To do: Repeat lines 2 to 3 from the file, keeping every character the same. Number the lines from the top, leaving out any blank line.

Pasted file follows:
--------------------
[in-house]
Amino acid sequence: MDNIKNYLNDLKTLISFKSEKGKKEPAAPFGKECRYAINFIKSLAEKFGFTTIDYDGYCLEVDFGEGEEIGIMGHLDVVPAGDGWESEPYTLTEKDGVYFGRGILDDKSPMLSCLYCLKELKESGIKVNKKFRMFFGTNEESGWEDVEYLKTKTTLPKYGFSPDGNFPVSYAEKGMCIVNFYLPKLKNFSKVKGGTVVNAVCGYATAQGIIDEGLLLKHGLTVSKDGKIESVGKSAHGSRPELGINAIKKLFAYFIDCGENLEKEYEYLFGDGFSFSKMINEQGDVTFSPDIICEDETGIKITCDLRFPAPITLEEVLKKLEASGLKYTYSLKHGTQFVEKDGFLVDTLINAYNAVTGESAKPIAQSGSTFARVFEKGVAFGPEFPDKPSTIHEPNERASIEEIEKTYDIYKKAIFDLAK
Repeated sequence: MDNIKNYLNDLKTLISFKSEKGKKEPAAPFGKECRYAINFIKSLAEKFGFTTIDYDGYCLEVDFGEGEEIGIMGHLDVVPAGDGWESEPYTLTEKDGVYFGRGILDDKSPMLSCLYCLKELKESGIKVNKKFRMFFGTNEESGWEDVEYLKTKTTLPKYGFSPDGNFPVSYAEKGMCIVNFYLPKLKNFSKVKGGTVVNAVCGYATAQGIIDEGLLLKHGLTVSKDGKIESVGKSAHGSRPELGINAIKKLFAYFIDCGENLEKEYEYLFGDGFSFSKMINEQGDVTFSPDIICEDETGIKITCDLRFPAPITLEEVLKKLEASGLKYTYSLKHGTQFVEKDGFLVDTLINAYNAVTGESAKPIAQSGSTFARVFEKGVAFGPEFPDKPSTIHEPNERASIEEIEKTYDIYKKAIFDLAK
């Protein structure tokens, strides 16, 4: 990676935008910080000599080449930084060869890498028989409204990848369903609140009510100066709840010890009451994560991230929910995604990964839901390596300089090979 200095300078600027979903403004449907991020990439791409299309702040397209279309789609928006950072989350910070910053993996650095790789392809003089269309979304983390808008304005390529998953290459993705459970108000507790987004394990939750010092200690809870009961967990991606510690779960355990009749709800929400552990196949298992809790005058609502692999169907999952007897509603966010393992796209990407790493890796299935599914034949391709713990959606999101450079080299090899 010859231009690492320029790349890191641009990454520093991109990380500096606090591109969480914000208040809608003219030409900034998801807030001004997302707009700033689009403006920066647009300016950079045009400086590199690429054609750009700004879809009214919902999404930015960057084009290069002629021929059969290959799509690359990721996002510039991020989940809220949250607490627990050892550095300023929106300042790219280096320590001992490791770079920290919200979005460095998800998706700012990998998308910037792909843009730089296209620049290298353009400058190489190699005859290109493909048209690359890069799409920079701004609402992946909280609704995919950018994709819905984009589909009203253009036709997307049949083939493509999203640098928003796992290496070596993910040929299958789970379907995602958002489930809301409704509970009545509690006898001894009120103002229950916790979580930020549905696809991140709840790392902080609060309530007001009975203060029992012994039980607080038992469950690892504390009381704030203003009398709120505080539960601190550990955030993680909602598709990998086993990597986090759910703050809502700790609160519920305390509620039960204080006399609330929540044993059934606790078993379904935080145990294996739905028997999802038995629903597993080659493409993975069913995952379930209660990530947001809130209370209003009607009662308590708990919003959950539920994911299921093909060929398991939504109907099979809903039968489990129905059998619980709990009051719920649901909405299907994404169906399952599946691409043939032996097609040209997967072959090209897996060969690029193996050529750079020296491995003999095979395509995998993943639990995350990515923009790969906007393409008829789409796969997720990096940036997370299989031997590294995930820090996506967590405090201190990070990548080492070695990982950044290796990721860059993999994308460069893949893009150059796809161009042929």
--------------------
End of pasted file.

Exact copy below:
Amino acid sequence: MDNIKNYLNDLKTLISFKSEKGKKEPAAPFGKECRYAINFIKSLAEKFGFTTIDYDGYCLEVDFGEGEEIGIMGHLDVVPAGDGWESEPYTLTEKDGVYFGRGILDDKSPMLSCLYCLKELKESGIKVNKKFRMFFGTNEESGWEDVEYLKTKTTLPKYGFSPDGNFPVSYAEKGMCIVNFYLPKLKNFSKVKGGTVVNAVCGYATAQGIIDEGLLLKHGLTVSKDGKIESVGKSAHGSRPELGINAIKKLFAYFIDCGENLEKEYEYLFGDGFSFSKMINEQGDVTFSPDIICEDETGIKITCDLRFPAPITLEEVLKKLEASGLKYTYSLKHGTQFVEKDGFLVDTLINAYNAVTGESAKPIAQSGSTFARVFEKGVAFGPEFPDKPSTIHEPNERASIEEIEKTYDIYKKAIFDLAK
Repeated sequence: MDNIKNYLNDLKTLISFKSEKGKKEPAAPFGKECRYAINFIKSLAEKFGFTTIDYDGYCLEVDFGEGEEIGIMGHLDVVPAGDGWESEPYTLTEKDGVYFGRGILDDKSPMLSCLYCLKELKESGIKVNKKFRMFFGTNEESGWEDVEYLKTKTTLPKYGFSPDGNFPVSYAEKGMCIVNFYLPKLKNFSKVKGGTVVNAVCGYATAQGIIDEGLLLKHGLTVSKDGKIESVGKSAHGSRPELGINAIKKLFAYFIDCGENLEKEYEYLFGDGFSFSKMINEQGDVTFSPDIICEDETGIKITCDLRFPAPITLEEVLKKLEASGLKYTYSLKHGTQFVEKDGFLVDTLINAYNAVTGESAKPIAQSGSTFARVFEKGVAFGPEFPDKPSTIHEPNERASIEEIEKTYDIYKKAIFDLAK